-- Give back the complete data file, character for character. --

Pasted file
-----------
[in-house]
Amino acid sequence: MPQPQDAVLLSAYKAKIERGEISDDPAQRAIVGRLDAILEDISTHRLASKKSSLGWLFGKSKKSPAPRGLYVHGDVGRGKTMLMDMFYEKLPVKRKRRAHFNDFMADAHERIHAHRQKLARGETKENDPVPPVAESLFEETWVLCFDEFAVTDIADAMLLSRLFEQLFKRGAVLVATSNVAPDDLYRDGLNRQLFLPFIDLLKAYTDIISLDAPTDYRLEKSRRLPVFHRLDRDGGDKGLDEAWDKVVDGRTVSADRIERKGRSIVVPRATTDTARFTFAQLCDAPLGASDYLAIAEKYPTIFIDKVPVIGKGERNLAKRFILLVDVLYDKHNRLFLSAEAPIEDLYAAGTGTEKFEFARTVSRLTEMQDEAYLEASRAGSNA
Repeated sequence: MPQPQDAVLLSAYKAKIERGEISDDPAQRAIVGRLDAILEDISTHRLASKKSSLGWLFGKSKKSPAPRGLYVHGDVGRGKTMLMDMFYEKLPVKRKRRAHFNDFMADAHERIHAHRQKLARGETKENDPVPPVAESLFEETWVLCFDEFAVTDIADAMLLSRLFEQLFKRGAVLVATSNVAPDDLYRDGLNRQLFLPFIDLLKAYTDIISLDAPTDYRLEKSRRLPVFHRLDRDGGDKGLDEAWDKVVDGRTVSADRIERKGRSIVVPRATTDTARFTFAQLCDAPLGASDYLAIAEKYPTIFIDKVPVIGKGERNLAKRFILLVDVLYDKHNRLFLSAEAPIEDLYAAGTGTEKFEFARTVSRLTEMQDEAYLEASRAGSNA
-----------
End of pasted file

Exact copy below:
[in-house]
Amino acid sequence: MPQPQDAVLLSAYKAKIERGEISDDPAQRAIVGRLDAILEDISTHRLASKKSSLGWLFGKSKKSPAPRGLYVHGDVGRGKTMLMDMFYEKLPVKRKRRAHFNDFMADAHERIHAHRQKLARGETKENDPVPPVAESLFEETWVLCFDEFAVTDIADAMLLSRLFEQLFKRGAVLVATSNVAPDDLYRDGLNRQLFLPFIDLLKAYTDIISLDAPTDYRLEKSRRLPVFHRLDRDGGDKGLDEAWDKVVDGRTVSADRIERKGRSIVVPRATTDTARFTFAQLCDAPLGASDYLAIAEKYPTIFIDKVPVIGKGERNLAKRFILLVDVLYDKHNRLFLSAEAPIEDLYAAGTGTEKFEFARTVSRLTEMQDEAYLEASRAGSNA
Repeated sequence: MPQPQDAVLLSAYKAKIERGEISDDPAQRAIVGRLDAILEDISTHRLASKKSSLGWLFGKSKKSPAPRGLYVHGDVGRGKTMLMDMFYEKLPVKRKRRAHFNDFMADAHERIHAHRQKLARGETKENDPVPPVAESLFEETWVLCFDEFAVTDIADAMLLSRLFEQLFKRGAVLVATSNVAPDDLYRDGLNRQLFLPFIDLLKAYTDIISLDAPTDYRLEKSRRLPVFHRLDRDGGDKGLDEAWDKVVDGRTVSADRIERKGRSIVVPRATTDTARFTFAQLCDAPLGASDYLAIAEKYPTIFIDKVPVIGKGERNLAKRFILLVDVLYDKHNRLFLSAEAPIEDLYAAGTGTEKFEFARTVSRLTEMQDEAYLEASRAGSNA